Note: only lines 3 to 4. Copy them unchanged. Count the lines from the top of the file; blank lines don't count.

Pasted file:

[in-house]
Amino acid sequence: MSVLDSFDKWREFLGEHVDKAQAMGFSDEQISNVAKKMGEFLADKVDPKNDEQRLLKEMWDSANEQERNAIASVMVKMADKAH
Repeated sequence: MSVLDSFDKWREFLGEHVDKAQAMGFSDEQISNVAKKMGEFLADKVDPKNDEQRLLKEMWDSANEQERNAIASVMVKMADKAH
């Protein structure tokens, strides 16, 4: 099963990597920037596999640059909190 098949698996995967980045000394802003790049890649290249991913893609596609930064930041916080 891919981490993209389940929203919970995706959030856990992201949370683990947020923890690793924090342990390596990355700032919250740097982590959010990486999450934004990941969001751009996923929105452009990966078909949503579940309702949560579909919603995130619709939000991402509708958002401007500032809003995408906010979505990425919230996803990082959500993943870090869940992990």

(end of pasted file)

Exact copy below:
Repeated sequence: MSVLDSFDKWREFLGEHVDKAQAMGFSDEQISNVAKKMGEFLADKVDPKNDEQRLLKEMWDSANEQERNAIASVMVKMADKAH
């Protein structure tokens, strides 16, 4: 099963990597920037596999640059909190 098949698996995967980045000394802003790049890649290249991913893609596609930064930041916080 891919981490993209389940929203919970995706959030856990992201949370683990947020923890690793924090342990390596990355700032919250740097982590959010990486999450934004990941969001751009996923929105452009990966078909949503579940309702949560579909919603995130619709939000991402509708958002401007500032809003995408906010979505990425919230996803990082959500993943870090869940992990």